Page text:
These lines from poems of Kuvempu that is translated from Kannada I got it from Sahitya Akademi (Bengaluru) library. These are not complete poems but few lines from each…

Darkness gives us glimpses of world far, far away
what the day conceals, the night reveals.
The splendor of the sky far exceeds the charm of the earth
Life is like the day, death like the night.
If life lights up this world, death illumines
the grandeur of imm
Is it life that is blind?
Is it death that has splendid eyes?

I like the poem “The tree’s shadow” a lot, it is an image we see everyday and haven’t given much thought about. That is where greatness of Kuvempu comes in (shadows are tied and tells me about my freedom!. Quite an incredible conception that one). I quote few charming lines from the translated version of the poem.

Look again!
The tree’s shadow
Is there lying there as usual!
This reign of regulations troubles me
like the curse of generations.
I am anxious to swallow and
and transcends these rules-

That tree’s shadow
like spilt ink on the green field
lies lengthily like an ill omen.
Its innocent silent speech disturbs
my soul with its wail and remind me
of the message of freedom
which I have forgotten

These amazing lines from “Clouds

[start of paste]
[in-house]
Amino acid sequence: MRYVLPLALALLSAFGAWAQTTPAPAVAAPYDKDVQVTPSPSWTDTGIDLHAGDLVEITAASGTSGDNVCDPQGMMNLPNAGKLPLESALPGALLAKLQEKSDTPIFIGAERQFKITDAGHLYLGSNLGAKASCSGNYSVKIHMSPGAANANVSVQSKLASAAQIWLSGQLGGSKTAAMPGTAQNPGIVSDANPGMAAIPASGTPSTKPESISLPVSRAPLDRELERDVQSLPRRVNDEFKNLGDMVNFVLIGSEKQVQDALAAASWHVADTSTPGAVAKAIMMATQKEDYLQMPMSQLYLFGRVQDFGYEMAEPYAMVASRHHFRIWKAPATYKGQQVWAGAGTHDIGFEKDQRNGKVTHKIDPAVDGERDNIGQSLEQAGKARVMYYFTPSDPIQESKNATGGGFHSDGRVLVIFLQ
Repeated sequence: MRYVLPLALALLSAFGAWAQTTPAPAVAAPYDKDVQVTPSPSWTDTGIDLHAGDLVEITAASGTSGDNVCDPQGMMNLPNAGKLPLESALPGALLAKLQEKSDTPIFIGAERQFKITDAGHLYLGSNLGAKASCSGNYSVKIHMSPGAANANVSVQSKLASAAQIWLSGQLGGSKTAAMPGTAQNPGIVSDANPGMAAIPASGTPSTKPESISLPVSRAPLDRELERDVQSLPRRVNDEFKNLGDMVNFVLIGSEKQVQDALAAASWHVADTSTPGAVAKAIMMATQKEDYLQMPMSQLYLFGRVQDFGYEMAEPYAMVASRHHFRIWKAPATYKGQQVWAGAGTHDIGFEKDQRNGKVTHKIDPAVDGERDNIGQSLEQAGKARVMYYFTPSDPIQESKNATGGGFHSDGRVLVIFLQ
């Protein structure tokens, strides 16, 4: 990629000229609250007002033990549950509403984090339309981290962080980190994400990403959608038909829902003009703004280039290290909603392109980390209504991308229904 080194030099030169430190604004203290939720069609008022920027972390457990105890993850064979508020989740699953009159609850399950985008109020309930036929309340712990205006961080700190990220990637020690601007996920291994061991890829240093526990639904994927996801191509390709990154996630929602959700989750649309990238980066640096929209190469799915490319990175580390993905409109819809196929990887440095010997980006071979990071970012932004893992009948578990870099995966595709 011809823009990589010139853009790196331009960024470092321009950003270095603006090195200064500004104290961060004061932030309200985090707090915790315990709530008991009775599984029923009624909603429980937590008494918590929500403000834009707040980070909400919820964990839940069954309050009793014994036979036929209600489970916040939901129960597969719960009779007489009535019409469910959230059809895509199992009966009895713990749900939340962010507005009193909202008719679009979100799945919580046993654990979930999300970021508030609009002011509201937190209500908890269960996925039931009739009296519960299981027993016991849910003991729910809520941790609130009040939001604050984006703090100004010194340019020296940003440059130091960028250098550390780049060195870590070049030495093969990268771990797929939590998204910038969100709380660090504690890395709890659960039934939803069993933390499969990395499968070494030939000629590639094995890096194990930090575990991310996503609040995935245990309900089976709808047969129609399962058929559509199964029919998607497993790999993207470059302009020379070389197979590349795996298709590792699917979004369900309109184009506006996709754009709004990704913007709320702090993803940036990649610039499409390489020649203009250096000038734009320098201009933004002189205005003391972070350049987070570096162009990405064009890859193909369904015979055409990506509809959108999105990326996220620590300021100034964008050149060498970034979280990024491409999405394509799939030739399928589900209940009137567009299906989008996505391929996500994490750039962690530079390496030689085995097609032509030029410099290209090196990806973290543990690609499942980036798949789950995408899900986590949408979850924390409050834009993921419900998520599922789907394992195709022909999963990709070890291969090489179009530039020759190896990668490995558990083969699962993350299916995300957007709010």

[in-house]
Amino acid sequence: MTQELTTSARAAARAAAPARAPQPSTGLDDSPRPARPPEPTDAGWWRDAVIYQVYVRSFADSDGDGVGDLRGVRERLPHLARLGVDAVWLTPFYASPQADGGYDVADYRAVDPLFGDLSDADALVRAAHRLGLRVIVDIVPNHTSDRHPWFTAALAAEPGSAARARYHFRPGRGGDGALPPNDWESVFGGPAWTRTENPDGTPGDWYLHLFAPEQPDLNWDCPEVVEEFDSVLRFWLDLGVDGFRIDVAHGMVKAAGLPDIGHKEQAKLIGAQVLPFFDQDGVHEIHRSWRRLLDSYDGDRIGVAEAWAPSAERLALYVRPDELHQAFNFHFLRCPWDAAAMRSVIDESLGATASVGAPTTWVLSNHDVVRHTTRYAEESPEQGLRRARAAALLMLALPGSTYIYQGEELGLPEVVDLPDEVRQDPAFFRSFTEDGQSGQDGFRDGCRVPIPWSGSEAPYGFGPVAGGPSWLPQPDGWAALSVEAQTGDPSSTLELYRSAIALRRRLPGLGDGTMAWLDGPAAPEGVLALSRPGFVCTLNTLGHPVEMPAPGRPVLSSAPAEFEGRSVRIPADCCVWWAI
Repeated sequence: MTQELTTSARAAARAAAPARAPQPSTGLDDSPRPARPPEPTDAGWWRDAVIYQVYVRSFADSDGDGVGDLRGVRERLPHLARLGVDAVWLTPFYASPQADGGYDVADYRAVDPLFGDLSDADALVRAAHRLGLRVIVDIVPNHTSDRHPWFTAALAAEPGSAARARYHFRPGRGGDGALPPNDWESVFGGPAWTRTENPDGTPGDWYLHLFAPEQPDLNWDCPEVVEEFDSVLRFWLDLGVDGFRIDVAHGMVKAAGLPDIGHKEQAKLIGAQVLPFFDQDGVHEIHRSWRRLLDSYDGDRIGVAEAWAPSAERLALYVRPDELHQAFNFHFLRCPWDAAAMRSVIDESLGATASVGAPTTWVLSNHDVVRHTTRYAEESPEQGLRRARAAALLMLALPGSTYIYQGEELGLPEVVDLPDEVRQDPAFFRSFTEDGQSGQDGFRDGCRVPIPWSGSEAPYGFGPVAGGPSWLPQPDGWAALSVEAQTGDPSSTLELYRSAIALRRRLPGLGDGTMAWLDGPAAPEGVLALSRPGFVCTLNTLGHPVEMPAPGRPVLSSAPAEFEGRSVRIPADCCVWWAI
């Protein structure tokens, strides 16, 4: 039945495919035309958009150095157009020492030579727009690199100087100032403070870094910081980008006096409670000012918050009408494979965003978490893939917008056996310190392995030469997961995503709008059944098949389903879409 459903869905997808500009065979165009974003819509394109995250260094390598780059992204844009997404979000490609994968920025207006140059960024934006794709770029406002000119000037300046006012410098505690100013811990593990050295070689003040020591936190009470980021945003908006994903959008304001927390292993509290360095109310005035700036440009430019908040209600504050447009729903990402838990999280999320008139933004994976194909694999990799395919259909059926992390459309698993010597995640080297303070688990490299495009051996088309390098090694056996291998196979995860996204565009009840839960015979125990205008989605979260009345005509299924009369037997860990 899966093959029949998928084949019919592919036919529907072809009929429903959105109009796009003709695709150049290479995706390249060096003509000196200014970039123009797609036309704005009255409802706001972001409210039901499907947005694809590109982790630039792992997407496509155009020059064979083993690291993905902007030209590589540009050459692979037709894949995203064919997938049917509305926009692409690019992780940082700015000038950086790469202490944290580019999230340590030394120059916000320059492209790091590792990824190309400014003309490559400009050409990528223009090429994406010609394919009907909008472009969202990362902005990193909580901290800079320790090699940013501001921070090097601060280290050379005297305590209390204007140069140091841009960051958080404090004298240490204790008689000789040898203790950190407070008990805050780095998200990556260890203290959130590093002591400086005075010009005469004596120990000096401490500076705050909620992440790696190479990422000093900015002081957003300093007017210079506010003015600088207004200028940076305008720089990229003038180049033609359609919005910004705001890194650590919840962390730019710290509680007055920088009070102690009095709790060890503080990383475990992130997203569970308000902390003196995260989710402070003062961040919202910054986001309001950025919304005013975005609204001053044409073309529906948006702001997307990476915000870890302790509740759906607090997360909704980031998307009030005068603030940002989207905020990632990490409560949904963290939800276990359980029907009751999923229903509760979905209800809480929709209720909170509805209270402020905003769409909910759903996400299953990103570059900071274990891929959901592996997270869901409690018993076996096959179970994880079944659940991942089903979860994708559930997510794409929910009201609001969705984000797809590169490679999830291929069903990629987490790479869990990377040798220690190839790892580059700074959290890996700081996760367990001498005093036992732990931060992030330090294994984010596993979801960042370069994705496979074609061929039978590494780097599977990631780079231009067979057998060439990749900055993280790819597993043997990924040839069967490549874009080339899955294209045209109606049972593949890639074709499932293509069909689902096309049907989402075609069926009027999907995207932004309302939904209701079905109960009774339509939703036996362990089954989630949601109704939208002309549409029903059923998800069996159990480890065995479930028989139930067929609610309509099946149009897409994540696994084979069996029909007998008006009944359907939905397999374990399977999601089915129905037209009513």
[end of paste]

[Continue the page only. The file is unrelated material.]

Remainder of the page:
Clouds? No not clouds but fairest spirits
are these, purest souls, like Christ, like the Buddha
beings that have been here, or will be,
moods from the high, meditation, earth’s bliss!

Kuvempu is someone I have started to like immensely
(Indian literature is so wide with so many languages that we really don’t know many of these great souls from regional languages nor do I recall studying about them in school [children in government schools in Karnataka do sing Kuvempu as part of morning prayer. Isn’t that wonderful?!). It is failure of the education system. It is a shame. There should be a subject on “knowing the literary icons” from different Indian languages, as also some amazing people from other countries, in schools]. The more you know about him more you know how great he was. His words are so vibrant that you don’t think he is dead.

I was in Mysuru (Mysore) sometime back and thought of walking to Kuvempu’s house early morning. Its about 4Km from bus stand and Mysore is one of my favorite cities (such a charming place that one) and a great place for morning walks. “Udayagiri”- Kuvempu’s home, was where he spent last decades of his life. This small poem I wrote the other day would have found appreciation with Kuvempu (I like to think that way!!). I was in Western Ghats a week back (I am thinking of making it a regular feature…but the travel in state buses can be back breaking!) and saw this sight early morning and had to express in verse, don’t know whether I succeeded. It is something that comes as impulse, like a lightening of words, from somewhere inside and lo they call it poem!. And yes I too like it…

Be still my heart

There are so many desires
that shrouds life
and then
the sight of butterfly
on morning glory
sunlight splitting through.

Tuesday, March 23, 2010

Same Thrush !!